Because of their high contact and high speed nature, rugby can often result in a multitude of injuries. Virtually any part of the body can be damaged in both codes of the sport.
Dr Parkinson has a particular interest in sports injury surgery with a neurosurgical focus. He specialises in the treatment of spinal injuries and surgical conditions sustained during sport, and their treatment and rehabilitation. He has had the privilege of looking after many athletes and semi professional sports people.
Overview of common sport injuries, along with their causes and symptoms:
These are a type of traumatic brain injury (TBI) caused by a blow or jolt to the head. Symptoms can include headaches, confusion, dizziness, nausea, and, in severe cases, loss of consciousness. Concussions are particularly common in football and boxing.
Occurs when an athlete suffers a second concussion before the symptoms from an earlier concussion have subsided. This can lead to rapid and severe brain swelling, with catastrophic results.
This is a degenerative brain disease found in athletes, military veterans, and others with a history of repetitive brain trauma. In contact sports, it is often linked to repeated concussions. Symptoms can include memory loss, confusion, impaired judgment, aggression, depression, and, eventually, progressive dementia.
These injuries can occur from a direct blow to the spine or indirect trauma from twisting or compression forces. They are more common in sports like rugby league/union and AFL. Depending on the severity, they can lead to temporary or permanent changes in strength, sensation, and other body functions below the site of the injury.
Contact sports can also lead to nerve injuries, which can range from mild (causing temporary numbness or weakness) to severe (resulting in long-term loss of function or sensation). These injuries can be due to direct trauma or compression / entrapment of nerves.
Dr Parkinson has worked with Professor Hunt Batjer at Northwestern University in Chicago. Dr Batjer is appointed to the prestigious NFL Head Injury Committee, to study the immediate and late effects of head injuries in American NFL players. These findings have relevance to Australian contact sports, including rugby, soccer, and AFL football.
Dr Parkinson has consulted to the NRL on the implementation of head injury and concussion evaluation. Further research in Australia is ongoing.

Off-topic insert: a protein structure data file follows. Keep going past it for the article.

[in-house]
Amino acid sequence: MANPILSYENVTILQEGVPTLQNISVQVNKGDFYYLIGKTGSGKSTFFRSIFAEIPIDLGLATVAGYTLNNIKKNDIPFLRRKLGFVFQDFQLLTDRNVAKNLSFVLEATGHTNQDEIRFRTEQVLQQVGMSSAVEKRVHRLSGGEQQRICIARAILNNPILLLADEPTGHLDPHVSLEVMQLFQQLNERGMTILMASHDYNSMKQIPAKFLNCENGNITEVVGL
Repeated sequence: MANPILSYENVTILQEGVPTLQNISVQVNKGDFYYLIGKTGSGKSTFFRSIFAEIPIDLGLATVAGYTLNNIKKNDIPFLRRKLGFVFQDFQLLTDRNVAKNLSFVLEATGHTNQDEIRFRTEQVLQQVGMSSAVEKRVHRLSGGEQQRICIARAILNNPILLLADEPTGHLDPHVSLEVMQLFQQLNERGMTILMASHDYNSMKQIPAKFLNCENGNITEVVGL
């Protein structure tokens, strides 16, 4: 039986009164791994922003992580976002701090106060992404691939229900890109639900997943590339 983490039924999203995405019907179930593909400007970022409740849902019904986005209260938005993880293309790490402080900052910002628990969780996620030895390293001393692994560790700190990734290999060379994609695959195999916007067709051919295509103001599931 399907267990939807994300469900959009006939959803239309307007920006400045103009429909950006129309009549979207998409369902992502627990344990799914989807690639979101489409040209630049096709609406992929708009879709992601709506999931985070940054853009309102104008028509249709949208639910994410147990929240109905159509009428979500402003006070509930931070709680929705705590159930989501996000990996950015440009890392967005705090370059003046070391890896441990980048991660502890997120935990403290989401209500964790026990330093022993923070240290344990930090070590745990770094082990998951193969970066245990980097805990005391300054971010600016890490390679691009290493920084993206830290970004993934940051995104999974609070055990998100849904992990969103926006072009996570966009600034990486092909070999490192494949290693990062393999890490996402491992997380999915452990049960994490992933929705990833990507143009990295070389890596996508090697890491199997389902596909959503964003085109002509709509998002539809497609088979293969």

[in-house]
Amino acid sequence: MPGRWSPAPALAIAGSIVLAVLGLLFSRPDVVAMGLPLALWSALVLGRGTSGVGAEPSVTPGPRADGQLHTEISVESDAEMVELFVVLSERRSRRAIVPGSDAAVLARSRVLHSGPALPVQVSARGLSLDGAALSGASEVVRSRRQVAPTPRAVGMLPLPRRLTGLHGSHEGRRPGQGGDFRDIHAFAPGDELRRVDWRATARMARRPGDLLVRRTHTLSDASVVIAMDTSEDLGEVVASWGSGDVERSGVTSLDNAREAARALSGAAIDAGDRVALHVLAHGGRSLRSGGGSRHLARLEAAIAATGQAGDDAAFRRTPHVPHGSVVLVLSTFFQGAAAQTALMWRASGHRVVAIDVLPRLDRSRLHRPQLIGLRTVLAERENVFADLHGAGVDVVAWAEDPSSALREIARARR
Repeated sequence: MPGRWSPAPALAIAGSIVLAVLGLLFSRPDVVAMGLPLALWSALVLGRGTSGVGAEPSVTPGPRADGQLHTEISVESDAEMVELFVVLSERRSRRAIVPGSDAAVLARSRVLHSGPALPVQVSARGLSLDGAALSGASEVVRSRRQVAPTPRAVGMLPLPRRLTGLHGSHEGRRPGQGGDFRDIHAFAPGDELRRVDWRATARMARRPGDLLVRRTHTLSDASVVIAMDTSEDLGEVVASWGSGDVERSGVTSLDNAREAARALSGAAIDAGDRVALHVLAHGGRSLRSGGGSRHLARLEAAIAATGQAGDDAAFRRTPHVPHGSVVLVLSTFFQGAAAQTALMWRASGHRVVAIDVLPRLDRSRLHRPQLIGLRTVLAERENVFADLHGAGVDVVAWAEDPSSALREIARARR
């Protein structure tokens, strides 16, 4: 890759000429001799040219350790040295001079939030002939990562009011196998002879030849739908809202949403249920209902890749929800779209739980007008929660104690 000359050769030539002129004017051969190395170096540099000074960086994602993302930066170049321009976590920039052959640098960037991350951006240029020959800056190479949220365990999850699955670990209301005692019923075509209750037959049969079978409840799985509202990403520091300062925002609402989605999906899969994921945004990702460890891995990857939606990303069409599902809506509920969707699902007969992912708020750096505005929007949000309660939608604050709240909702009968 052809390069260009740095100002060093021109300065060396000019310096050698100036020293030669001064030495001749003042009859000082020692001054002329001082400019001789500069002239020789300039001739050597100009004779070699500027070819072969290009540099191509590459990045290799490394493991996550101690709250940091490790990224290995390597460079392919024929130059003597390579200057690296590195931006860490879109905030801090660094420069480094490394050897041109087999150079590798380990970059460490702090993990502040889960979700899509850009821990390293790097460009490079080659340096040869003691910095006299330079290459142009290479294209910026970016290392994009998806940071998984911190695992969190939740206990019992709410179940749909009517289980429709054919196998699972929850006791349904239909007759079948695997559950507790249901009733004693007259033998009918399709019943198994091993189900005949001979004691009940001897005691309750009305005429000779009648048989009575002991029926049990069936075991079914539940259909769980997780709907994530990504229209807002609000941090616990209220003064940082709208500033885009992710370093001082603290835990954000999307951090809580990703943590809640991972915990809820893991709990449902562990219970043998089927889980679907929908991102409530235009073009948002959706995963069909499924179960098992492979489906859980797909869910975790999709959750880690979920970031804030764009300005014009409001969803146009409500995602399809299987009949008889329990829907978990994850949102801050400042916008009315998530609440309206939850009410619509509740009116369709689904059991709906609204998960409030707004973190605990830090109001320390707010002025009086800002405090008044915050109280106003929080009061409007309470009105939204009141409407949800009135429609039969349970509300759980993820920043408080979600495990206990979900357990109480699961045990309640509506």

This trauma can be submitted to the brain directly (e.g. a blow to the head) or indirectly (e.g. a tackle). Generally the effects of a concussion are only temporary, but can lead to disturbances like headaches, and effect memory, balance and coordination. In some instances it results in a loss of consciousness.
Even though these injuries are very common among sports players, it does cause a certain degree of damage to the brain.
Unfortunately, even though concussions are frequent rugby injuries, many players will continue to play and not miss any of the match.
MBBS, BMedSci, FRACS
Neurosurgeon & Spine Surgeon with 20+ Years Experience
He consults and operates from Sydney’s most advanced neurosurgical and spinal surgery hospitals, including St Vincent’s Private Hospital, Prince of Wales Private Hospital and The Mater Hospital.
These hospitals offer the latest neurosurgical facilities, including cutting-edge imaging equipment and surgical navigation systems, dedicated and well-trained theatre clinical staff, as well as post-surgical rehabilitation specialists.
Dr Parkinson’s areas of expertise include surgery of the entire spinal column, scoliosis surgery, peripheral nerve surgery, as well as physical rehabilitation of athletes that have suffered a brain or spine injury.
Please get in touch with our reception team if you have a general enquiry for Dr Parkinson, or your would like to book an appointment.